For instance, ask whether your advisor offers a selection of pre-designed portfolios or sits with you to create a custom one—or both. Your professional might provide automatic rebalancing or dividend reinvestment. And maybe they can handle the day-to-day investment decisions for you if you’re looking to authorize that.

How Do You Stay in Touch with Your Clients?

You’ll want your advisor to have a level of contact that fits with your personal financial needs.

That might mean monthly or quarterly personal meetings. Maybe you want regular check-ins or simply email updates. Ask your advisor how they communicate and see if they’re able to work with the style you prefer.

Additionally, find out how they respond to one-off questions or concerns. Do you need to set up an appointment? Can you reach them with a short call or email? How quickly can you expect a response?

Whatever schedule you set with your advisor, it may also help if you prep before a session. That way, you can help make sure you cover what’s important to you.

Questions to Ask Yourself

Before deciding to hire a particular financial advisor, give yourself a gut check by considering these questions:

  1. Do I feel that this person gets me?

    You want your advisor to understand your needs, goals, dreams and fears.

  2. Do I feel comfortable with them?

    Your advisor works for you, so you shouldn’t feel nervous or uneasy about stating your needs, declining recommendations and sharing personal information.

  3. Do they respect my comfort level with risk?

    Steer clear of advisors who use pressure tactics or hard sell you on specific investments. It’s your money, after all.

  4. Can I understand them easily?

     Find an advisor who communicates clearly and in plain language—not confusing jargon.

  5. What do I want to get out of this relationship?
    Why did you decide in the first place? Recall those reasons and make sure your chosen professional checks all the boxes.

A great financial advisor may be an invaluable resource. And the right professional can help you clarify your goals, get on track and sidestep obstacles along the way. When you can ask the important questions upfront, you’ll feel more comfortable choosing a financial advisor and working together toward your big goals.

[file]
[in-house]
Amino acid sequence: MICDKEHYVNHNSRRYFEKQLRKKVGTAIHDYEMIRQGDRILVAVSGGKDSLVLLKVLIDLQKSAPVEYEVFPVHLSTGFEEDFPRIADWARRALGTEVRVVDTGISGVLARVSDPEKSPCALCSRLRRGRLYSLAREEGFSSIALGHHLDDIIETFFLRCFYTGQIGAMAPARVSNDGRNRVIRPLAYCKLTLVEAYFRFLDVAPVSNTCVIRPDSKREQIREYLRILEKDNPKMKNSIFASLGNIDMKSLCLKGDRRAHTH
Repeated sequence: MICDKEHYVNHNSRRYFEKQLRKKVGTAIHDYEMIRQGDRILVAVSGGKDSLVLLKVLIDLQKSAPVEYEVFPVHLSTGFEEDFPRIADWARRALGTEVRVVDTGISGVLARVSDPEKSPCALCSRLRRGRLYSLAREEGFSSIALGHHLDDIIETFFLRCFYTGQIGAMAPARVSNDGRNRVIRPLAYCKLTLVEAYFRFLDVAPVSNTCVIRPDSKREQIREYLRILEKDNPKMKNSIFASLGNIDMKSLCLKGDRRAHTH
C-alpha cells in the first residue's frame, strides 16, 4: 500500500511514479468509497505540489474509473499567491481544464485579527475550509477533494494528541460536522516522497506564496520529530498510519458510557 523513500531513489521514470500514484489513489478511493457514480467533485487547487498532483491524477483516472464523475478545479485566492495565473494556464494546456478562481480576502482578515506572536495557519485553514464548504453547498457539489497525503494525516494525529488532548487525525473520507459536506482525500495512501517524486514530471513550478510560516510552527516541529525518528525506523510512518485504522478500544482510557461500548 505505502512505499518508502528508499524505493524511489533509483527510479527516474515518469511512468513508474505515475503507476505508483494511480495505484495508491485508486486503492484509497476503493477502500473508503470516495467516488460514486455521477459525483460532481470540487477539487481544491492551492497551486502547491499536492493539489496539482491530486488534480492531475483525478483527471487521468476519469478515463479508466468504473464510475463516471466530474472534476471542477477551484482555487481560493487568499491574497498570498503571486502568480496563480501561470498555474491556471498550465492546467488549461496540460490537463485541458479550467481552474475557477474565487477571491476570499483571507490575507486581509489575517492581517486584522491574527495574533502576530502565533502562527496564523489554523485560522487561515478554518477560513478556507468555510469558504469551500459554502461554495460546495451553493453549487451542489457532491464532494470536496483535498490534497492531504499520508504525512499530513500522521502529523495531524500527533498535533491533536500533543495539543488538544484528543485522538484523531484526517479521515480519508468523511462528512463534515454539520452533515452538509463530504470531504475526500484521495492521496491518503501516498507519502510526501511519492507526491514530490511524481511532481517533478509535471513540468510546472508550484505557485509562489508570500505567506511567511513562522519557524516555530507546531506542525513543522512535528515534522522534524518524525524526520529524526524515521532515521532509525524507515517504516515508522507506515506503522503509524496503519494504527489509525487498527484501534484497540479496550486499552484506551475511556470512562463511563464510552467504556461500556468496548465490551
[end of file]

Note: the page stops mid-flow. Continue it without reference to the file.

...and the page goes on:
Looking for Financial Planning and Advice?

Our Private Client Group advisory services offers both for the journey ahead.

What is a Fiduciary Financial Advisor, by Coryanne Hicks, U.S. News & World Report, April 15, 2021.

This material has been prepared for educational purposes only. It is not intended to provide, and should not be relied upon for, investment, accounting, legal or tax advice.

Annual Investment Advisory Fee is 0.90% for balances $5 million and under and 0.70% for balances over $5 million. American Century Investments Private Client Group charges a single annual fee based on the value of your assets under management with us. The single fee includes our Private Client Solutions, along with any underlying trading costs, commissions, and custody services related to our recommendations. American Century Investments' financial consultants do not receive a portion, or a range of the advisory fee paid by clients. Client-oriented trades outside of our recommendations and other activities like wire transfer fees, may result in additional cost.

Private Client Group advisory services are provided by American Century Investments Private Client Group, Inc., a registered investment advisor. This service is generally for clients with a minimum $50,000 investment. Call us to determine the level of service that is appropriate for you. The advisory service provides discretionary investment management for a fee. All investing involves risk.